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ERIC Number: EJ1074502
Record Type: Journal
Publication Date: 2015
Pages: 20
Abstractor: As Provided
Reference Count: 28
ISBN: N/A
ISSN: EISSN-1710-5668
Reconceptualizing Dominant Discourses in Early Childhood Education: Exploring "Readiness" as an Active-Ethical-Relation
Evans, Katherine
Complicity: An International Journal of Complexity and Education, v12 n1 p32-51 2015
This paper considers the landscape of early childhood education in England to be dominated by discourses of "readiness-for-school" and "readiness-for-learning" that act to heavily stratify the educational spaces inhabited by young children. The "ready-child" is constructed as a normative identity towards which the "unready" child is expected to progress. This is not to imply that "readiness"/"unreadiness" is constructed as a binary relationship, but rather that "readiness" is predominantly understood as a predefined spectrum of knowledge, skills and identities. This paper considers the confinement of children within such predetermined subject positions to be problematic, as inevitably not all children will achieve these normative ideals or progress across this spectrum in a recognizable manner, resulting in their exclusion from positions of "success". In response to these concerns, this article seeks to disrupt dominant conceptualizations of "readiness" in the context of early childhood education, expanding space for alternative ideas, theories and practices. In a deliberate move away from concepts that relate "readiness" to predefined goals, outcomes and identities, the possibility of thinking with a complex logic in order to generate new ideas, understandings and practices is explored. Approaching complexity from the "outside-in", this paper draws in particular on the concept of "becoming" (Deleuze & Guattari, 1987), exploring "readiness" as a complex process of emergence, always open to the unpredictable and the new. It is argued that "readiness" is part of an open-ended "becoming", rather than a pre-defined "state" of being. Drawing on the work of Deleuze (1983), Deleuze and Guattari (1987) and Dewey (1899/2010; 1916), this reconceptualized idea of "readiness" does not hark back to romantic notions that might consider all forms of development equally valid or desirable. This paper argues instead that it matters greatly what and how children "become" and as such, "readiness" for these emergent "becomings" must be considered an ethical and political endeavor.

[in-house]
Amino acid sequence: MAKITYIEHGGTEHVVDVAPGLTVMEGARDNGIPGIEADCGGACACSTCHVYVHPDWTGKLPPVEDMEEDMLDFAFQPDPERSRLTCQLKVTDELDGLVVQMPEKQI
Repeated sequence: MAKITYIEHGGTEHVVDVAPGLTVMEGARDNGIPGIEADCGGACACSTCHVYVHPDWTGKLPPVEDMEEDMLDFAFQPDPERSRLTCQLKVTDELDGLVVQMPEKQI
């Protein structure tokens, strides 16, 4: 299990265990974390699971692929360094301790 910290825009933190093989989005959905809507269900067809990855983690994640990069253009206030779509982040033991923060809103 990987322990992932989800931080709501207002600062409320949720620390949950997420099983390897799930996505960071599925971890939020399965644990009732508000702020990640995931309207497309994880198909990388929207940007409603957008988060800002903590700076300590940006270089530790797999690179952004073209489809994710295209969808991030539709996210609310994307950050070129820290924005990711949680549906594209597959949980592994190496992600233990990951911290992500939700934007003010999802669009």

University of Alberta. 347 Education South, Edmonton, Alberta T6G 2G5, Canada. e-mail: complicity.journal@gmail.com; Web site: https://ejournals.library.ualberta.ca/index.php/complicity
Publication Type: Journal Articles; Reports - Evaluative
Education Level: Early Childhood Education
Audience: N/A
Language: English
Sponsor: N/A
Authoring Institution: N/A
Identifiers - Location: United Kingdom (England)